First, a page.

Disney Dreamlight Valley reader’s review – Reader’s Feature

Disney Dreamlight Valley screenshot

Disney Dreamlight Valley – better than you’d think (pic: Gameloft)

A reader tries the early access version of free-to-play title Disney Dreamlight Valley and is surprised to find it’s actually a good game.

Gameloft has a reputation for making solid but soulless mobile apps that rip off the most iconic gaming franchises. So when I saw that they were releasing a new free-to-play game based on Disney my scepticism was high to say the least. I was imagining waiting hours for the simplest tasks to be completed, unless you pay to speed things up. When I found out that it was a life simulator, I thought, ‘Oh great, another Animal Crossing wannabe, this time with a lick of Disney paint.’ I now have to eat these words, as all of my lowest expectations were debunked.

The first thing to note is that to get early access on PC, Xbox, Switch and PlayStation you do have to buy a Founder’s Pack that costs anywhere between £24 and £58, depending on what tier you want. This is unless you have Xbox Game Pass, in which case you get the base pack and access to the game via XCloud.

However, when it is officially released next year, not only will it be free-to-play on all these platforms (including iOS), but the only paid elements will be optional cosmetics and game expansions. In an era where microtransactions are offensively abundant even on paid games, Gameloft’s approach here is not only refreshing but also matches the open-ended gameplay.

The interplay between the story and that gameplay is also really inspired compared to Gameloft’s past games, and free-to-play games in general. You move into a Disney-ified valley that has been overtaken by dark magic, ruining a once bustling valley.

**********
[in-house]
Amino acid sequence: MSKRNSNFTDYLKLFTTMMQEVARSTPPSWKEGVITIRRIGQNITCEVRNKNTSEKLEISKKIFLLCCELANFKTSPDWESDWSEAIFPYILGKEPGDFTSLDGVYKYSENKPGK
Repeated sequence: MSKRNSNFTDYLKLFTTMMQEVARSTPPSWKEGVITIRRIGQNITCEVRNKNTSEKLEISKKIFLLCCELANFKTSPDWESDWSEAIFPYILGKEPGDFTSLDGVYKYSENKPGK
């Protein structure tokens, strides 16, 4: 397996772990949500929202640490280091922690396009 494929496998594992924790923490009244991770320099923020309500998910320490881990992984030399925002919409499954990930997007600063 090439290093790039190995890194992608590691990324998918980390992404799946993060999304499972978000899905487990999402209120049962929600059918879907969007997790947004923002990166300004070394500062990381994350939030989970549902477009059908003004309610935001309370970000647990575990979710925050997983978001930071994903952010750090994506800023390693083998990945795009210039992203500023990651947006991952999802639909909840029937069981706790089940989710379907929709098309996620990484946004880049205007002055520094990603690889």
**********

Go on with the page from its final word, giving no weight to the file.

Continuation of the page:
It becomes your job to restore the village to its former glory by entering different realms based on various Disney/Pixar movies (including classics such as WALL-E and Ratatouille) and convincing characters to move back to your village by completing various quests for them.

Underpinning this fleshed-out story is an open-ended environment where you can garden, cook, dig for resources to sell, and buy furniture/clothes to customise your character and house. A big focus is placed on befriending Disney characters (having daily conversations with them, giving them gifts etc.) and completing their individual quests.

Completing these activities will give you Dreamlight that you use to expand the valley and unlock realms. Free from time constraints, despite the game syncing with real-world time, the gameplay resembles Disney Magical World 2 and is all the better for it.

The graphics are sprinkled with Disney charm, but it is obvious that the game was built for mobile first and then retrofitted onto consoles. Before trying the game, I found this to be questionable, and was worried that this would hinder the experience on home consoles but I was wrong, as the controls are very intuitive on a controller and the gameplay has enough depth for longer sessions.

The fact that cloud saving can be enabled on all non-PlayStation platforms also helps with this. I still find the trend of porting mobile games onto dedicated game consoles lazy and cheap, but Gameloft has made an effort to make the game work on all platforms.

Overall, Disney Dreamlight Valley proves that Gameloft can develop unique and memorable games, that mobile gaming can be more than a constant ad for microtransactions, and that Disney video games can be more than tacky movie tie-ins. Soft locks and bugs make it clear that this game won’t be leaving early access anytime soon, but based on what’s here so far, this game has no business being free.

Tested on a Steam Deck via Xbox Cloud Gaming.

By reader Connor

The reader’s feature does not necessary represent the views of GameCentral or Metro.

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